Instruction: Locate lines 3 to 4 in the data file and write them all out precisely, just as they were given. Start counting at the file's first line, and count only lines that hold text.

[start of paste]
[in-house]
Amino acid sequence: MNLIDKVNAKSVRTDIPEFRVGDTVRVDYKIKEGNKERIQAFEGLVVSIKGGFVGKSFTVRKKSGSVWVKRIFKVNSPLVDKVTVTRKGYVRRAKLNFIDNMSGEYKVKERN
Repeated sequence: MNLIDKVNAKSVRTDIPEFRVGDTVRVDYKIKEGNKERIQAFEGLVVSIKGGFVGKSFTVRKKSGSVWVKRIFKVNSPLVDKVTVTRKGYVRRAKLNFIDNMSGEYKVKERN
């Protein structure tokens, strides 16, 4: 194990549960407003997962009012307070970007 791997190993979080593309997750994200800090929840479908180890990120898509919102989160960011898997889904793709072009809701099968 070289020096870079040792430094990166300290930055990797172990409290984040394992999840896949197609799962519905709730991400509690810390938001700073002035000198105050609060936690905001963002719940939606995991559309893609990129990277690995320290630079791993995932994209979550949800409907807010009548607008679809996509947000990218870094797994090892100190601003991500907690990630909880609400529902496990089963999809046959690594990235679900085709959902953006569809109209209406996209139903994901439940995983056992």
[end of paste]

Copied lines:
Repeated sequence: MNLIDKVNAKSVRTDIPEFRVGDTVRVDYKIKEGNKERIQAFEGLVVSIKGGFVGKSFTVRKKSGSVWVKRIFKVNSPLVDKVTVTRKGYVRRAKLNFIDNMSGEYKVKERN
């Protein structure tokens, strides 16, 4: 194990549960407003997962009012307070970007 791997190993979080593309997750994200800090929840479908180890990120898509919102989160960011898997889904793709072009809701099968 070289020096870079040792430094990166300290930055990797172990409290984040394992999840896949197609799962519905709730991400509690810390938001700073002035000198105050609060936690905001963002719940939606995991559309893609990129990277690995320290630079791993995932994209979550949800409907807010009548607008679809996509947000990218870094797994090892100190601003991500907690990630909880609400529902496990089963999809046959690594990235679900085709959902953006569809109209209406996209139903994901439940995983056992």